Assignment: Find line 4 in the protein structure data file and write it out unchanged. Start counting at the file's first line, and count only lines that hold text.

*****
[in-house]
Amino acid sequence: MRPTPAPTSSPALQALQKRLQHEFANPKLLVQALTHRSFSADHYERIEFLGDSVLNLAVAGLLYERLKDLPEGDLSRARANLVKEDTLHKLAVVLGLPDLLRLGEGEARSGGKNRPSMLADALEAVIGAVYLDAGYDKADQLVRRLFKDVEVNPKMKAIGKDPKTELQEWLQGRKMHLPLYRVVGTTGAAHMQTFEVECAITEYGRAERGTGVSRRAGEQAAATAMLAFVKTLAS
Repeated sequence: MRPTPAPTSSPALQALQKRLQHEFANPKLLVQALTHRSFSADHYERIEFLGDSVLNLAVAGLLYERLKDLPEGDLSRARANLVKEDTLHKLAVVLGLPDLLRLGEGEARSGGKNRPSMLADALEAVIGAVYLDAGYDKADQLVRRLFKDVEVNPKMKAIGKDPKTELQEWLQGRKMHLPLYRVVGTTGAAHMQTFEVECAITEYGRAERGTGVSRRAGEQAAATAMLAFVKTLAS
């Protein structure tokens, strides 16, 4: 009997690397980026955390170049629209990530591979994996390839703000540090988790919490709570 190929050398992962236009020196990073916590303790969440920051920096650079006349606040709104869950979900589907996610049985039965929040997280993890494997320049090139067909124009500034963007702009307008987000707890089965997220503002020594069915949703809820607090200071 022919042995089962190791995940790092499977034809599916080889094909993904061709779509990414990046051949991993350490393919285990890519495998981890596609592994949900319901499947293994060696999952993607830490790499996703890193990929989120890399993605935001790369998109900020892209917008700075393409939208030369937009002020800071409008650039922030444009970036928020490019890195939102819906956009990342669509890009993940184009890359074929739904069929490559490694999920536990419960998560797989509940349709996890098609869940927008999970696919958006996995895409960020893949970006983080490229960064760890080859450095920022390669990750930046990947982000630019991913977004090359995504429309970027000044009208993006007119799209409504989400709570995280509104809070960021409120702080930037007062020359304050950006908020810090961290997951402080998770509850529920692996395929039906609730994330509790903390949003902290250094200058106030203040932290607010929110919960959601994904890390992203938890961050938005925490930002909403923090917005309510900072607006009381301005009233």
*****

């Protein structure tokens, strides 16, 4: 009997690397980026955390170049629209990530591979994996390839703000540090988790919490709570 190929050398992962236009020196990073916590303790969440920051920096650079006349606040709104869950979900589907996610049985039965929040997280993890494997320049090139067909124009500034963007702009307008987000707890089965997220503002020594069915949703809820607090200071 022919042995089962190791995940790092499977034809599916080889094909993904061709779509990414990046051949991993350490393919285990890519495998981890596609592994949900319901499947293994060696999952993607830490790499996703890193990929989120890399993605935001790369998109900020892209917008700075393409939208030369937009002020800071409008650039922030444009970036928020490019890195939102819906956009990342669509890009993940184009890359074929739904069929490559490694999920536990419960998560797989509940349709996890098609869940927008999970696919958006996995895409960020893949970006983080490229960064760890080859450095920022390669990750930046990947982000630019991913977004090359995504429309970027000044009208993006007119799209409504989400709570995280509104809070960021409120702080930037007062020359304050950006908020810090961290997951402080998770509850529920692996395929039906609730994330509790903390949003902290250094200058106030203040932290607010929110919960959601994904890390992203938890961050938005925490930002909403923090917005309510900072607006009381301005009233």